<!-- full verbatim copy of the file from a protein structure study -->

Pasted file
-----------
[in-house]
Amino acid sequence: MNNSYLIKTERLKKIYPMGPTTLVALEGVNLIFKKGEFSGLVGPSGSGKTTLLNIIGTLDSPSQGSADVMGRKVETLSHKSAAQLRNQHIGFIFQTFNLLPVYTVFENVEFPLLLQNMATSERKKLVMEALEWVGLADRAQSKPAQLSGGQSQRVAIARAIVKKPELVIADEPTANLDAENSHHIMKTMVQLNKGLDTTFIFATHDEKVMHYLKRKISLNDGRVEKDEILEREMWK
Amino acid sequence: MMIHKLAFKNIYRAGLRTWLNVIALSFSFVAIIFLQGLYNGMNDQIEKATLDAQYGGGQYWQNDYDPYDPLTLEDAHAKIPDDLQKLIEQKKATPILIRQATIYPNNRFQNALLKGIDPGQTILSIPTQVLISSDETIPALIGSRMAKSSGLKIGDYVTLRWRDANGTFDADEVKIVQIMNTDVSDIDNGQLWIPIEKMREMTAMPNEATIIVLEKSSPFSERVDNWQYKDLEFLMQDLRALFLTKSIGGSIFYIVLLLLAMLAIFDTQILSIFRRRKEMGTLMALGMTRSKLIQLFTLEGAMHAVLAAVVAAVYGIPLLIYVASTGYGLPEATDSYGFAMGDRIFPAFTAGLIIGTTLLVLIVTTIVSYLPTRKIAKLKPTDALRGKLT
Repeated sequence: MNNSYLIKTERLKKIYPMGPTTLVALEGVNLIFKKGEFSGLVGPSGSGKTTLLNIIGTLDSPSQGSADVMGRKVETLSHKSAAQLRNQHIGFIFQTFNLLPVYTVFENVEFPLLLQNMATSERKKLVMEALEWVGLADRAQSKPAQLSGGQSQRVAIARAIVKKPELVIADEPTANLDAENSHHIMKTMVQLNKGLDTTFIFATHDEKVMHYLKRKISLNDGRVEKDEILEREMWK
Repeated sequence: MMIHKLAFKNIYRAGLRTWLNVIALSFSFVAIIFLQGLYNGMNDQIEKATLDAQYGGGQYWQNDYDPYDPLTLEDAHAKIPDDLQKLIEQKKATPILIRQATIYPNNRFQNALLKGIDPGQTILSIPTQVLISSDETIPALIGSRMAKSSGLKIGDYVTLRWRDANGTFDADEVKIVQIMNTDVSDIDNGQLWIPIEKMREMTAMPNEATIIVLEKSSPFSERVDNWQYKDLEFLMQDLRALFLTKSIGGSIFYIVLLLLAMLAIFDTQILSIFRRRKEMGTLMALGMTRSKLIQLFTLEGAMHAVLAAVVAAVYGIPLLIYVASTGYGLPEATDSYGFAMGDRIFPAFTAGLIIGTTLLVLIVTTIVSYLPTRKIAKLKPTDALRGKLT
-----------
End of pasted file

[in-house]
Amino acid sequence: MNNSYLIKTERLKKIYPMGPTTLVALEGVNLIFKKGEFSGLVGPSGSGKTTLLNIIGTLDSPSQGSADVMGRKVETLSHKSAAQLRNQHIGFIFQTFNLLPVYTVFENVEFPLLLQNMATSERKKLVMEALEWVGLADRAQSKPAQLSGGQSQRVAIARAIVKKPELVIADEPTANLDAENSHHIMKTMVQLNKGLDTTFIFATHDEKVMHYLKRKISLNDGRVEKDEILEREMWK
Amino acid sequence: MMIHKLAFKNIYRAGLRTWLNVIALSFSFVAIIFLQGLYNGMNDQIEKATLDAQYGGGQYWQNDYDPYDPLTLEDAHAKIPDDLQKLIEQKKATPILIRQATIYPNNRFQNALLKGIDPGQTILSIPTQVLISSDETIPALIGSRMAKSSGLKIGDYVTLRWRDANGTFDADEVKIVQIMNTDVSDIDNGQLWIPIEKMREMTAMPNEATIIVLEKSSPFSERVDNWQYKDLEFLMQDLRALFLTKSIGGSIFYIVLLLLAMLAIFDTQILSIFRRRKEMGTLMALGMTRSKLIQLFTLEGAMHAVLAAVVAAVYGIPLLIYVASTGYGLPEATDSYGFAMGDRIFPAFTAGLIIGTTLLVLIVTTIVSYLPTRKIAKLKPTDALRGKLT
Repeated sequence: MNNSYLIKTERLKKIYPMGPTTLVALEGVNLIFKKGEFSGLVGPSGSGKTTLLNIIGTLDSPSQGSADVMGRKVETLSHKSAAQLRNQHIGFIFQTFNLLPVYTVFENVEFPLLLQNMATSERKKLVMEALEWVGLADRAQSKPAQLSGGQSQRVAIARAIVKKPELVIADEPTANLDAENSHHIMKTMVQLNKGLDTTFIFATHDEKVMHYLKRKISLNDGRVEKDEILEREMWK
Repeated sequence: MMIHKLAFKNIYRAGLRTWLNVIALSFSFVAIIFLQGLYNGMNDQIEKATLDAQYGGGQYWQNDYDPYDPLTLEDAHAKIPDDLQKLIEQKKATPILIRQATIYPNNRFQNALLKGIDPGQTILSIPTQVLISSDETIPALIGSRMAKSSGLKIGDYVTLRWRDANGTFDADEVKIVQIMNTDVSDIDNGQLWIPIEKMREMTAMPNEATIIVLEKSSPFSERVDNWQYKDLEFLMQDLRALFLTKSIGGSIFYIVLLLLAMLAIFDTQILSIFRRRKEMGTLMALGMTRSKLIQLFTLEGAMHAVLAAVVAAVYGIPLLIYVASTGYGLPEATDSYGFAMGDRIFPAFTAGLIIGTTLLVLIVTTIVSYLPTRKIAKLKPTDALRGKLT